On Wednesday, both chambers of the Colorado legislature approved four serious gun-control measures after months of debate. Recently, Colorado had experienced two of the most devastating mass shootings in U.S.
The measure that faced the greatest opposition is one that bans ammunition magazines holding more than 15 rounds. Governor John Hickenlooper has already said that he would sign it into law.
Rhonda Fields, the sponsor of the magazine-limit bills said during a floor debate on Wednesday that the proposal was about saving lives. She further added, “These are weapons that should be used in a theater of war and not in our local theaters.”
A gunman had killed 12 people in a mass shooting last July in her district.
Colorado had also witnessed a massacre at Columbine High School in 1999 when two teenagers killed a teacher and 12 other students before they committed suicide.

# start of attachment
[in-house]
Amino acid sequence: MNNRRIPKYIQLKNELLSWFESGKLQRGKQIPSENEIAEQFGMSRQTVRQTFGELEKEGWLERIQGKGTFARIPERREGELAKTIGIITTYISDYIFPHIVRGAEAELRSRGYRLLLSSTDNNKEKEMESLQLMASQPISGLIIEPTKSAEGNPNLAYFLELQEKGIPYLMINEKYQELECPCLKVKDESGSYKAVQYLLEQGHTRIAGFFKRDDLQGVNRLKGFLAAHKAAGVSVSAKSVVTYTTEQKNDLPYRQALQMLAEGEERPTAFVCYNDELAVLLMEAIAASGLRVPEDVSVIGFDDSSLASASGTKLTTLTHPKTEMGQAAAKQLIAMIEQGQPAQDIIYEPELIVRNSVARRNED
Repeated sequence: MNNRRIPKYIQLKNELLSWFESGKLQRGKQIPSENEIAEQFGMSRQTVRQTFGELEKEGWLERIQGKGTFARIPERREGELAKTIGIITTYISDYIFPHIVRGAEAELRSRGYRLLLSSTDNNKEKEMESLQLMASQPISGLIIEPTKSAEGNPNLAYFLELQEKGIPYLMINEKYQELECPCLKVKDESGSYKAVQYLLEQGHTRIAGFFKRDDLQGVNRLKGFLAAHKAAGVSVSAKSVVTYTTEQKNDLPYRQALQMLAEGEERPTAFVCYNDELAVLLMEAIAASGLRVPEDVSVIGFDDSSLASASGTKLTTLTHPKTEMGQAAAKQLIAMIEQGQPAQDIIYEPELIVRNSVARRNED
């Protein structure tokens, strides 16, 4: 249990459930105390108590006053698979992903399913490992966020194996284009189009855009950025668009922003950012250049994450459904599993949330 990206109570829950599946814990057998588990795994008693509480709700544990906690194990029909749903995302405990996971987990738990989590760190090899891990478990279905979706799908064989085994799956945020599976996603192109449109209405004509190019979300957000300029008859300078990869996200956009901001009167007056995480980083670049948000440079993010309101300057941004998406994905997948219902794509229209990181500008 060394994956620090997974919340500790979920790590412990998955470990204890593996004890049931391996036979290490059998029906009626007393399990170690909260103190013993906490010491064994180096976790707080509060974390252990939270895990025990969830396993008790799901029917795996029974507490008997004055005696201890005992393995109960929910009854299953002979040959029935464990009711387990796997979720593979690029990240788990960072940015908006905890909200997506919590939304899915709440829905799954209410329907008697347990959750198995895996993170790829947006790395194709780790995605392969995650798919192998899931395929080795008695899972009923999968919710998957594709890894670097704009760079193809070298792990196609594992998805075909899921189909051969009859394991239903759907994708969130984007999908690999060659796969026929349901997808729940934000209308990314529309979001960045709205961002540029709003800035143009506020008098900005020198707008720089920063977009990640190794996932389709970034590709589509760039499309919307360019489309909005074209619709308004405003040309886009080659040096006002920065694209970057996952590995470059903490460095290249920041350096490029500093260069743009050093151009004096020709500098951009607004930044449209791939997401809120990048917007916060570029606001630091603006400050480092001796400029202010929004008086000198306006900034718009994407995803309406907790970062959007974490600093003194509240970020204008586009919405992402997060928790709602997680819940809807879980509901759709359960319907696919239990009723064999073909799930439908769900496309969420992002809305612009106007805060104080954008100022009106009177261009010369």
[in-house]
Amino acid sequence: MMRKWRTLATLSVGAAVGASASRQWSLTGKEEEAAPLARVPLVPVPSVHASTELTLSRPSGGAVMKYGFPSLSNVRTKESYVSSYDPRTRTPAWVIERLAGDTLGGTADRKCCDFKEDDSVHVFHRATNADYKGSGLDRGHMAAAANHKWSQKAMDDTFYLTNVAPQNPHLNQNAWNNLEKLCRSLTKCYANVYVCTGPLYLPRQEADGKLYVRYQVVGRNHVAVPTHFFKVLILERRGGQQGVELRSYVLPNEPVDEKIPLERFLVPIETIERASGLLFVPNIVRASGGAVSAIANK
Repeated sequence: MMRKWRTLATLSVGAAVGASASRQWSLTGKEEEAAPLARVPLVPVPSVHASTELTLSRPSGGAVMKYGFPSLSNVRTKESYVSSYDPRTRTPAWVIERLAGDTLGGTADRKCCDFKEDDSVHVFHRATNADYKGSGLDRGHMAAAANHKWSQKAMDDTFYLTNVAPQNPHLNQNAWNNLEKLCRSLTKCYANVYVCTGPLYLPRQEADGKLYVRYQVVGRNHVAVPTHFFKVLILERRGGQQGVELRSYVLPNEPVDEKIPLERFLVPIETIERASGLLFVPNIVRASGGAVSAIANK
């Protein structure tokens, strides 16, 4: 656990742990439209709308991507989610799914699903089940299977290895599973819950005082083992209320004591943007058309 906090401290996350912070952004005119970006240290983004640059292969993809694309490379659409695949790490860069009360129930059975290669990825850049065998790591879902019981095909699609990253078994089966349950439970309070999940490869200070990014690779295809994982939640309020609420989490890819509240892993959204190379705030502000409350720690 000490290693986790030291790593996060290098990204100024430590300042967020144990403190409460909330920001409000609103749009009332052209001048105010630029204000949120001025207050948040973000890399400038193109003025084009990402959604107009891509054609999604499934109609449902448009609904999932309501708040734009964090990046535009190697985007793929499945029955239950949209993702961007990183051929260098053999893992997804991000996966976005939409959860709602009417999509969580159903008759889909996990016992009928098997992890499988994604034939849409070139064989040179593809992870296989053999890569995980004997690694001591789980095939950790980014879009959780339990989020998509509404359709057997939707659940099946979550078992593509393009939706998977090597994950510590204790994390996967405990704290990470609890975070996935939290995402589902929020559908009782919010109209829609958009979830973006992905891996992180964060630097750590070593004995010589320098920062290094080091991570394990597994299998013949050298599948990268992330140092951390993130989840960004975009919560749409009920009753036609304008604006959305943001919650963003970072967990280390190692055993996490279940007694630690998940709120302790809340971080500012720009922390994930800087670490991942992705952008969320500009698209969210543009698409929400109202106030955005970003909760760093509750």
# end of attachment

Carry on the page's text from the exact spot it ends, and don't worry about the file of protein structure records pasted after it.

The other measures over gun-control that were approved by Colorado lawmakers included one where firearm buyers would have to pay for their own background checks and a ban on online certification for concealed-carry permits.
The fourth gun-control measure cleared by the Colorado lawmakers bars people convicted of domestic violence crimes from purchasing guns.
While a measure requiring compulsory background check for gun purchases and all firearms transfers was sent to the conference committee, on the federal front, a divided Senate Judiciary Committee advance to the Senate a measure requiring criminal background checks for all gun buyers.
After the approvals were passed by the lawmakers, Republican House minority leader Mark Waller issued a statement saying the Democrats were “out of touch” with their own constituents.
Waller’s statement mentioned, “More than 200,000 Coloradans are out of work but Democrats are more concerned with passing legislation that will send hundreds of jobs out of our state without any increase in public safety to show for it.” Waller’s statement referred to Magpul, a Colorado-based ammunition magazine manufacturer who has threatened to leave the state and make hundreds of people in Colorado jobless, if the lawmakers passed the magazine-limits bill.